Health care as a basic human right

As I was thinking about which issue to write about first in this little series I’m attempting, I was starting to feel a little overwhelmed choosing which one to start with.  Well my daughter reminded me which I should choose: health care.  On Tuesday I got an email from my daughter’s day care saying she had vomited and wasn’t eating much.  Immediately, I left my office to go pick her up because all I could think was “here we go again.”  You see, my daughter has had a rough couple of months.  At the end of January she got a stomach virus, followed by pneumonia, followed by a second bout of pneumonia and an ear infection a month later.  Poor thing!  But then I remembered things were going to be ok.

My daughter is lucky.  She has health insurance.  Once I picked her up, I called a nurse who calmly talked me through what to do over the next 24 hours to make sure she stayed hydrated and got better.  Well it’s Thursday and she is getting better.  Turns out, she has three teeth coming in at the same time.  They seem to be doing a number on her.

Unfortunately, other parents don’t have the piece of mind I do.  There are many children who don’t have health insurance either because their parents work and can’t afford it or their job doesn’t offer it or because their parents are unemployed or because many states make it difficult to enroll or rather, stay enrolled, in Medicaid or their Child Health Insurance Program.  Their parents can’t call the doctor when their children are sick.  Instead, they ride their children’s illness out on their own until things get so bad they go to the ER.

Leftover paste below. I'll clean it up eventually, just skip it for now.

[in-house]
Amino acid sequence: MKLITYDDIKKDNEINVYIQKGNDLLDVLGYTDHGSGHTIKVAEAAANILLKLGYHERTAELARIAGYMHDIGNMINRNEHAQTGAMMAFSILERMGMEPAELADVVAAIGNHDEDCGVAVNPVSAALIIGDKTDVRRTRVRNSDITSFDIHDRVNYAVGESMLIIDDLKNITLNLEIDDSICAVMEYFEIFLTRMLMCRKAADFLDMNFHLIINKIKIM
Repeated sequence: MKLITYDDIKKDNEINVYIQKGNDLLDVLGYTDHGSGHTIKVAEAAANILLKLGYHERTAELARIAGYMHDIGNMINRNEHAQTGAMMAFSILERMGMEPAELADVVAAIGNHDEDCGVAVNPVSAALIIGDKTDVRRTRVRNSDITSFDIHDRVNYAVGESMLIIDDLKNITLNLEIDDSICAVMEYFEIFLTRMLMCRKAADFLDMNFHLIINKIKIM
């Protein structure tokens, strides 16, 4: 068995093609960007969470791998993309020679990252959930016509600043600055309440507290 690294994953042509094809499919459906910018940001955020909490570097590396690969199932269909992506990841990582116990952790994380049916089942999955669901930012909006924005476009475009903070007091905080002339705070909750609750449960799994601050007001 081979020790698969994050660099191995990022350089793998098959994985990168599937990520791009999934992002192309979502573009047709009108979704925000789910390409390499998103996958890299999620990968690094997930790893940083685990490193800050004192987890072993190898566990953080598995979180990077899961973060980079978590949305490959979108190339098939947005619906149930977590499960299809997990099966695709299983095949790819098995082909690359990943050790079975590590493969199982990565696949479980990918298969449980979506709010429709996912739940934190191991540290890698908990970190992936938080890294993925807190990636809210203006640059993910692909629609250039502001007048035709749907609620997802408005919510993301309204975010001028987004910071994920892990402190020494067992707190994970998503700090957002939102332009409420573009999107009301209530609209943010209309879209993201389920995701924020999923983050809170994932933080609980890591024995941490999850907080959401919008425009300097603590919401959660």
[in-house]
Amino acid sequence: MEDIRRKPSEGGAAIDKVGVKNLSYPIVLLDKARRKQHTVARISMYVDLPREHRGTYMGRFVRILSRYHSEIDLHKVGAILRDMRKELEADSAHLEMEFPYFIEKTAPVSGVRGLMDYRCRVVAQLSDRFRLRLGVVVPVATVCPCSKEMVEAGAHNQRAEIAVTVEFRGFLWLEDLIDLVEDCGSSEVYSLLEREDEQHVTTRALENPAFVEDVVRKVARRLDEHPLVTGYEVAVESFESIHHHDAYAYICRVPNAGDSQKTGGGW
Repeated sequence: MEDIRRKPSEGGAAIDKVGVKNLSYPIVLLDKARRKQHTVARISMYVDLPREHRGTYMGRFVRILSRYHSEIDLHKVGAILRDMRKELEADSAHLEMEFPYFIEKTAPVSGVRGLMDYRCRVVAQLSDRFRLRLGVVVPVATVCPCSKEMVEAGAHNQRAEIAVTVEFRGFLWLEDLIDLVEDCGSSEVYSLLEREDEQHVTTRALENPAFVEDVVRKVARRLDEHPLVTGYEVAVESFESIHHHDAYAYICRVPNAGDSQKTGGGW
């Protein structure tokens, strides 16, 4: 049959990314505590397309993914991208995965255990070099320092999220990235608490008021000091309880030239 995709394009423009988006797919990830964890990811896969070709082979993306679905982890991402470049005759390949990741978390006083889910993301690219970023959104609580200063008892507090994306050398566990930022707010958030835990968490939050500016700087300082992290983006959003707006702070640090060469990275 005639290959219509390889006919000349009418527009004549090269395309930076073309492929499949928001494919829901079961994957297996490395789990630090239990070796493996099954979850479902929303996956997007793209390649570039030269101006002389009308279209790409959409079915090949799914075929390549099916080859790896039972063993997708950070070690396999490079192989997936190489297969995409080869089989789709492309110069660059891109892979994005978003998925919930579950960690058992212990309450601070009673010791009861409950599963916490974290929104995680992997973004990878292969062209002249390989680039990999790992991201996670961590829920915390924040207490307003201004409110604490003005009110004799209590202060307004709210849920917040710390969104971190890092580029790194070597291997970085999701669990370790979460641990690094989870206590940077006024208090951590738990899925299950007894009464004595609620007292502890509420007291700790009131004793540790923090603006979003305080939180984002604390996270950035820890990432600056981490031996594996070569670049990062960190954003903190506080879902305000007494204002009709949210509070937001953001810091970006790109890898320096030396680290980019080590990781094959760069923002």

I could put the stats out there about how important it is for children to have a regular source of care but the reality is when children don’t have regular access to health care, they suffer.  They are risk for little things like ear infections becoming bigger problems.  When they are sick, they can’t learn.  When they can’t learn, they can’t do well in school and that means they can’t provide for themselves when they get older.  You see, as much as we don’t treat health care as a basic human right, it certainly should be.  Today, I’m thankful that my husband and I are able to do that for our daughter.  I want the same for all children.

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